The modern age calls for sustainable solutions. With the recent waves of awareness in the general public regarding environmental conditions, we all are trying our best to apply them in our daily lives too. A change starts from an individual; our fashion choices influence a major fraction of our impact on nature. So, have you ever considered how sustainable your wardrobe is? Do you know which fabrics and materials are eco-friendly?
In this era, shopping for sustainable products, especially in the apparel industry, isn’t easy. We are provided so many different options with only partial information given to us, often through misleading advertisements. The disparity between reality and what we’re fed by the media can lead to damaging choices, suspicion, and even distrust towards our favourite companies. However, it is hard to comprehend which fabrics are actually sustainable and better than the others. With the constant debate about true sustainability of these “environmentally-conscious” fashion brands and ranges, we have to understand that not all natural fabrics are “good”, and not all synthetic ones are “bad” either.
As mentioned in the Brundtland Report, 1987 presented in the United Nations General Assembly, “Sustainable Development is development that meets the need of the present without compromising the ability of the future generation to meet their own needs.” Sustainability doesn’t just depend on whether the fabric is made from natural materials, but also on factors like reusability, supply chain compositions, environmental impact, etc. But sustainability doesn’t stop at this either. Ethics are just as important parts of sustainable development, and fair fashion industry and market. We should also look out for companies which promote unfair trade practices, child labour and exploitation of lower-class employees. Fashion choices should be about intentions, more so than just perfection.
When looking for sustainable fabrics, make sure that the company does not exploit natural or human resources. A lot of brands claim that they use eco-friendly raw materials, especially in the production of fabric. Fabrics which are especially environmentally-oriented require lesser water and energy consumption. They are essentially made out of natural resources or waste by-products and use renewable resources during manufacturing. They should not be treated with toxic chemicals as it can lead to water pollution in regions near the factories, and soil erosion in landfills.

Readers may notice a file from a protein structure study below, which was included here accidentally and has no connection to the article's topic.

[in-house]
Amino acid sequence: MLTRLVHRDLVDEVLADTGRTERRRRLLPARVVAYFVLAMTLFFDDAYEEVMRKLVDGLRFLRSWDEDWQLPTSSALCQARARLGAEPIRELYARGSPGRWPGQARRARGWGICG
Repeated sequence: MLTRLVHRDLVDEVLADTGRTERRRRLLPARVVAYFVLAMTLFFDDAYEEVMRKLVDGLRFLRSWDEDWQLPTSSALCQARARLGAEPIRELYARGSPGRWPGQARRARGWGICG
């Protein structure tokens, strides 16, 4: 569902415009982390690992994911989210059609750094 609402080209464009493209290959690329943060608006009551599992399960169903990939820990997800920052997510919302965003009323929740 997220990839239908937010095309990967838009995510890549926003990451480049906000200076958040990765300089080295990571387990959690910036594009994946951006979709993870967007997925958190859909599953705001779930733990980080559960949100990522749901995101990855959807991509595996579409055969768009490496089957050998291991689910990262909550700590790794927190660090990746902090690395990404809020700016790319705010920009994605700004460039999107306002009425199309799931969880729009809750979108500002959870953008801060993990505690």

Above all, it is preferable if the fabric is either recyclable or biodegradable. However, certain natural fibres use up a lot of resources and are still harmful due to the chemical processes. For example, conventional cotton has half the amount of most carcinogenic chemicals known to man i.e., 7 out of 15. Thus, it’s important to realise that not all natural fibres are biodegradable unlike how the industries portray them.
The fabrics that we should avoid have one or several of the aforementioned negative impacts on the environment. Other than the excessive need for water and energy resources, chemical treatments and non-biodegradability of such fabrics, they also cause rainforest destruction and are often sourced through animal cruelty as well.
We can try to understand some of these aspects through the guides and care labels provided by companies, though as a consumer, most of the terms and symbols used look more or less like gibberish. To help you out, there are various platforms that provide detailed explanations as well as the pros and cons of all types of fabrics, like sustainyourstyle.org . Many lifestyle magazines are also working towards compiling guides for sustainable living. When it comes to fashion and lifestyle choices there is no inherently right or wrong answer. Even if we can’t source affordable and desirable designs made from sustainable raw materials, our negative impact on nature can still be reduced by how we use the products. Thus buying excessive amounts of products should be reduced and reusing or recycling our clothes should be promoted over discarding them prematurely.
Therefore, the most important thing is to check in with your values, find brands and styles you really love and plan to keep whatever you do buy or acquire for as long as you possibly can. The most sustainable fabrics are the ones which are well-loved and kept long term.
Cover photo by Celia Spenard-Ko on Unsplash